As the end of the year approaches, many of us are thinking about charitable donations. Let’s face facts: Many donations are tax deductible, and many of us need all the deductions we can get.
Of course, the real reason to give is to support a cause that really needs your help. So, make sure when you give, that your money is going where you intend it to go.
That means staying away from nonprofits that may exist more for the benefit of professional fundraisers or overpaid executives than for people that really need help. Unfortunately, there are far too many of these types of “charities” around.
Some are created in response to natural disasters. “Storm chasers,” as they have become known, create websites even before a major storm strikes. The sites contain key words, like “relief,” to attract web searches. They have varying records in their effectiveness in providing real help to those in need after a storm.
The IRS issued reminders earlier this month, after more than 1,000 “relief” websites popped up following Hurricane Sandy:
- Give to recognized charities, and beware of sound-alike names (visit the IRS website, www.irs.gov, to find bona fide charities to which contributions are deductible).
- Don’t give out your financial or personal information, if you can’t be sure that data won’t be misused.
- Don’t give cash. Make donations by check, credit card or some other way that can be documented. And never make out a check in the name of the solicitor.
Scammers may claim to be affiliated with known organizations; sometimes they even use the official logo of a government or relief organization to gain a target’s trust.
Do your own research to be sure you know where your money is going. Keep your scam radar on high: Refuse solicitors who won’t answer questions about their cause; don’t give in to high pressure pitches; and if it’s a telephone solicitation, ask if the caller is a paid solicitor and, if so, what percent of money raised actually goes to the cause. You can always ask that your name be removed from a call list.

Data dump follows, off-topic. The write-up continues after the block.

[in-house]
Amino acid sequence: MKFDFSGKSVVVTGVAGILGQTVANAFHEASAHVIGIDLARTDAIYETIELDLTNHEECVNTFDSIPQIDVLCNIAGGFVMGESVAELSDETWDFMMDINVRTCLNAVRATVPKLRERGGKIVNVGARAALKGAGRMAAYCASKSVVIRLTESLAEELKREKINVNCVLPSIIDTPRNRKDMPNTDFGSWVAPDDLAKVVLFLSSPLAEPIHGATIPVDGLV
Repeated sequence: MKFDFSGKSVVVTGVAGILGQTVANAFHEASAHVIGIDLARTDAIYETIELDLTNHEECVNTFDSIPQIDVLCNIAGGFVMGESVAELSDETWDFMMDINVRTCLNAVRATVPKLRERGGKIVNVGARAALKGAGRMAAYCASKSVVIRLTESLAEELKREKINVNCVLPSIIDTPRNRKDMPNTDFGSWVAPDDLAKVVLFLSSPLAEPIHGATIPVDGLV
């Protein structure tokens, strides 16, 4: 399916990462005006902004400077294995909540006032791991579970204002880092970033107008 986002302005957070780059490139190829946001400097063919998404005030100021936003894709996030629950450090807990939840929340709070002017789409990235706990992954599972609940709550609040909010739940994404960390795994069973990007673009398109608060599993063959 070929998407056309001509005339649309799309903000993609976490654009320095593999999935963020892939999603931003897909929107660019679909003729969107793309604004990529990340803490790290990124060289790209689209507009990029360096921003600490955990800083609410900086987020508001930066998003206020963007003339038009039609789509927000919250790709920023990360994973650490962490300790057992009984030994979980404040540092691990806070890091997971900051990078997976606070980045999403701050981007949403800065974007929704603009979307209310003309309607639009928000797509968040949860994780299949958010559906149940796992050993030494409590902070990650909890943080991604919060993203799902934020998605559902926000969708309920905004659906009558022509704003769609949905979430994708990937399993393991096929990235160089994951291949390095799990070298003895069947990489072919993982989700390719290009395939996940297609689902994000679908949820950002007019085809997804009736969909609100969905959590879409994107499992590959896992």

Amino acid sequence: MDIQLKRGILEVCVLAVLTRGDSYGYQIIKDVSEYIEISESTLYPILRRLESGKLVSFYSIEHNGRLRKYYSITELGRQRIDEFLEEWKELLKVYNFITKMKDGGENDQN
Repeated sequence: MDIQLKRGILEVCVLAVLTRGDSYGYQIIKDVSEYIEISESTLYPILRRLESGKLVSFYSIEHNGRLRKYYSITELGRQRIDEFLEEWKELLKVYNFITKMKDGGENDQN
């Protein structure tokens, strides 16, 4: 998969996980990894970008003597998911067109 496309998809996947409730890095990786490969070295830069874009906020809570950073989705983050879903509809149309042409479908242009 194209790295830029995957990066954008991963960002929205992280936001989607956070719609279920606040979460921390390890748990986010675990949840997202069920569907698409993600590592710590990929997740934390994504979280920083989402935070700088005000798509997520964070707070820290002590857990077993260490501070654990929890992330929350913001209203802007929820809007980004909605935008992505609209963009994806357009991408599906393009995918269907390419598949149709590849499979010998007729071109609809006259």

Scammers work other angles, too. Some file claims for storm damage that never occurred. Others claim to be doctors and ask for funds “to pay medical bills of injured people.” Once you give in to a phony solicitor, you can bet your name will be shared with other scammers.
In Maine, check with the Charitable Solicitations Program, part of the state’s Department of Professional and Financial Regulation; call 624-8525 with questions about licensed solicitors or to file a complaint.
If you suspect someone’s perpetrating disaster fraud, notify the U.S. Department of Justice’s National Center for Disaster Fraud (toll-free, 866-720-5721). For charity fraud on the web, notify the Internet Crime Complaint Center ( www.ic3.gov), a partnership of the FBI and the National White Collar Crime Center.
Consumer Forum is a collaboration of the Bangor Daily News and Northeast CONTACT, Maine’s all-volunteer, nonprofit consumer organization. For assistance with consumer-related issues, including consumer fraud and identity theft, or for information, write Consumer Forum, P.O. Box 486, Brewer 04412, visit http://necontact.wordpress.com or email firstname.lastname@example.org.